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Ecological Architecture: A Critical History


By James Steele. Thames & Hudson, 2005. 272pp, £28

'The ecological approach to building is the great untold story in the architectural history of the past century', says this book's jacket. And with Vitruvian certainty, if not elegance or economy, James Steele opens his account by proposing three 'Constant Determinants of an Ecological Aesthetic': respect for traditional knowledge, as embodied in vernacular architectures; the inescapable role of technology; and the need to address the challenge of the urban future.

Any thought that this triumvirate might structure the subsequent argument, however, is quickly dispelled, as the bulk of the book is devoted to 25 case studies, framed by rather perfunctory theoretical essays.

In his opening salvo, subtitled 'reconfiguring the modern project', Steele has interesting things to say on the alliance between environmentalism and nationalism as a response to colonialism, but allows himself too little space to develop his arguments in adequate depth.

The case studies themselves are well presented, and range far and wide in the search for key figures in the new ecological narrative, embracing such disparate designers as Mackintosh and Foster, Le Corbusier and Buckminster Fuller, Kahn and Miralles.

Alongside these would-be heroes of his revisionist history, Steele also addresses topics such as solar heating, passive ventilation, tent technology and the New Urbanism. The latter is praised for its commitment to 'traditional knowledge', but then swiftly condemned as a 'slickly marketed diversion' that refers 'back to a time of social segregation' rather than embracing the racial diversity of the modern city.

In a similar critical volteface, the late Samuel Mockbee, founder of the acclaimed Rural Studio, is offered as an altruistic 'role model for the new generation' and then found, like Frank Lloyd Wright before him, to be driven by 'sectarian nationalistic motives' - leaving the reader to wonder who or what might meet the author's stringent, if never systematically worked out, criteria for an earth-friendly, non-sectarian environmental practice.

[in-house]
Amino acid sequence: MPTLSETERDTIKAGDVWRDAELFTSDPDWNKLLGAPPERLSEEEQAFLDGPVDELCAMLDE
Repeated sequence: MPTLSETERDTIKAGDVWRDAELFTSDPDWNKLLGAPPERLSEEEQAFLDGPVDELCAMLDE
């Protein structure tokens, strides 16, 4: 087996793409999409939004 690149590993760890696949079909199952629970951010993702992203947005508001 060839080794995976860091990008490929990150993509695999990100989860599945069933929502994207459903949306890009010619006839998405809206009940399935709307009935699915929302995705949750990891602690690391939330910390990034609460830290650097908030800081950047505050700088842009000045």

The book's concluding section offers little help.

A brief essay revisits the opening themes of 'Tradition, Technology and Urbanism', and then - inverting the 'rst two for no apparent reason - Eisenman's digitised 'landform architecture', exemplified by the Ciudad de la Cultura de Galicia; Ando's large-scale, landscape-based works, such as the Hundred-Level Garden of the Awaji Yumebutai Park; and the recent 'greening' of Los Angeles are explored as potential exemplars.

Both Eisenman's and Ando's approaches are found to be deeply flawed, and the book ends gloomily, by rehearsing the global implications of Garrett Hardin's classic essay 'The Tragedy of the Commons', and arguing that the 'electronic revolution' threatens a 'final distancing from nature' and the severing of connections to history and geography. These ideas are borrowed and asserted rather than persuasively argued.

The book's title presumably alludes to Kenneth Frampton's acclaimed account of Modern architecture, but its organisation is more like that of Frampton's Studies in Tectonic Culture, and shares that book's structural weaknesses - in spades.

Steele has many interesting things to say, but lacking a strong narrative thread to bind together such a disparate range of material, his book has little of the clarity one expects of a history - 'critical' or otherwise. It surely wanted to be a polemic, and is probably best read piecemeal: as short, stand-alone essays many of the case studies are useful fragments towards a re-reading of 20thcentury architecture from an ecological perspective. But cumulatively they do not add up to the revisionist history promised on the cover.

Richard Weston is professor of architecture at Cardiff University

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